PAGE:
Survey: Americans Don’t View Personal Immorality In Elected Officials As A Disqualifier

Bill Hitchcock October 21, 2016 0
Survey: Americans Don’t View Personal Immorality In Elected Officials As A Disqualifier

How do Americans view personal immorality and the ability of an elected official to act ethically in their job? Does an elected official’s personal, moral behavior have any effect on public opinion? The answer to that question has taken a quantum leap in the wrong direction over the past five years.

The Public Religion Research Institute released an article titled, “More Americans Say Personal Immorality Not Disqualifying for Elected Officials”. The article shows that in just 5 years, the percentage of Americans who believe that personal immorality has no effect on an elected official’s ability to perform their job ethically has risen by 17 percent. Republicans have had the biggest change of heart. In 2011 only 36 percent thought an immoral elected official could perform their duties ethically. Now it is 70 percent.

“Compared to 2011, Americans today are more likely to say elected officials can still perform their public duties in an ethical manner even if they have committed immoral personal acts. More than six in ten (61%) Americans say immoral personal behavior does not preclude public officials from carrying out their public or professional duties with honesty and integrity; only 29 percent of the public disagree. In 2011, the public was much more divided over the connection between personal behavior and professional ethics. Forty-four percent of Americans said public officials could still conduct themselves honorably in their professional duties even if they had engaged in immoral behavior in their personal life; an equal number (44%) of Americans disagreed.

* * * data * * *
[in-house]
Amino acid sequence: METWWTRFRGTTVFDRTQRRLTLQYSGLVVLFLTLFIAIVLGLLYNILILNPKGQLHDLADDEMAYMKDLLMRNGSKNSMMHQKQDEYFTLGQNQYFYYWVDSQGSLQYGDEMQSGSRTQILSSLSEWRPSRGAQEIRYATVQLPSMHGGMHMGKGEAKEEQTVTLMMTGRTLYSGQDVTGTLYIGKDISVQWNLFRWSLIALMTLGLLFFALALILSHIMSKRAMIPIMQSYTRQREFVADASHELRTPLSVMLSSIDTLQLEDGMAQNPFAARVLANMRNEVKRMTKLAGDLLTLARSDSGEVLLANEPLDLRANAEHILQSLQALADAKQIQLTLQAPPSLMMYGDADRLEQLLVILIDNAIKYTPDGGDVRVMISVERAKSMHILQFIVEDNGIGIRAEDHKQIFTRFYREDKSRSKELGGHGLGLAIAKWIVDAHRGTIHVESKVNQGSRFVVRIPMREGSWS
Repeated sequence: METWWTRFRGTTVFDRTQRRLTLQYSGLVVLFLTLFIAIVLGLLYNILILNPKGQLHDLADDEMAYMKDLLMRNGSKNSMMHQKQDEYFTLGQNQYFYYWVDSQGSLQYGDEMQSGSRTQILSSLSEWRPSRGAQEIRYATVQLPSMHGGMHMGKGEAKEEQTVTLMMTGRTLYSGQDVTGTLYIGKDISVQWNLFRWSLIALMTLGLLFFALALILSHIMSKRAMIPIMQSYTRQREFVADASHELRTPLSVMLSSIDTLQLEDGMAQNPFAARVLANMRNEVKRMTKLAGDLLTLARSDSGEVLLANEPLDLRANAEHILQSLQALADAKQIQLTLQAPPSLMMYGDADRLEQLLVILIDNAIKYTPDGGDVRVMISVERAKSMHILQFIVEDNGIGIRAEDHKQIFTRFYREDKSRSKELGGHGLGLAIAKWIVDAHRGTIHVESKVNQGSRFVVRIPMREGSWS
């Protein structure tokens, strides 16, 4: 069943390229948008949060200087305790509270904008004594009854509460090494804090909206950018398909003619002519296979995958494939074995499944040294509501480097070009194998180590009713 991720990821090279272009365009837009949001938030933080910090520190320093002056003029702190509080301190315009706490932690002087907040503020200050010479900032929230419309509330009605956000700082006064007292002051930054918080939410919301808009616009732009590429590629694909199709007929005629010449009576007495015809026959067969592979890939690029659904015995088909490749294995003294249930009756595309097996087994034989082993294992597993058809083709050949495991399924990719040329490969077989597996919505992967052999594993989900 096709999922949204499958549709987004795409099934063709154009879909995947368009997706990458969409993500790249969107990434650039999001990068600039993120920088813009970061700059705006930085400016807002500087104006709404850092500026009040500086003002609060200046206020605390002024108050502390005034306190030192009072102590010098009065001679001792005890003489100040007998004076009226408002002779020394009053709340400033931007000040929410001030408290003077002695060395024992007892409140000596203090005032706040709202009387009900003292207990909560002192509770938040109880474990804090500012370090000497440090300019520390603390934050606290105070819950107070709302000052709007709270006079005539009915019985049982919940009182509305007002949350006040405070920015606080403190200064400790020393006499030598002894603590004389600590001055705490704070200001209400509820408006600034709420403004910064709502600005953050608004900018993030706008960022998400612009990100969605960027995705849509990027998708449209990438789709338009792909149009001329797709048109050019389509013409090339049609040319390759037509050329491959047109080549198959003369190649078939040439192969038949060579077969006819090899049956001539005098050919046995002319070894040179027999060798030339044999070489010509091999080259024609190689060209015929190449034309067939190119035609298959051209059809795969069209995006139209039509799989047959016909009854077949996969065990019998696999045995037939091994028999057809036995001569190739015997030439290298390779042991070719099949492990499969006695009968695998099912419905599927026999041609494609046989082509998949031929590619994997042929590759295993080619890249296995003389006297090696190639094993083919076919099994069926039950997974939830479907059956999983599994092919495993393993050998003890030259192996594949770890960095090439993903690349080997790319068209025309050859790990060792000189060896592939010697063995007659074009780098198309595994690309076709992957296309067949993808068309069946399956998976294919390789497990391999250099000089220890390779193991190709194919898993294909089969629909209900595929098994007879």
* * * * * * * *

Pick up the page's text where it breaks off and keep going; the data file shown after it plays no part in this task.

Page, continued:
Across the political spectrum, Americans today are less likely to believe personal transgressions prevent public officials from performing their duties well. Seven in ten (70%) Republicans and more than six in ten Democrats (61%) and independents (63%) say public officials can behave ethically in their professional roles even if they acted immorally in their personal life. Notably, in 2011 only 36% of Republicans agreed, compared to nearly half of Democrats (49%) and independents (46%).”

Read the entire Public Religion Research Institute findings in the article titled Clinton Maintains Double-digit Lead over Trump.


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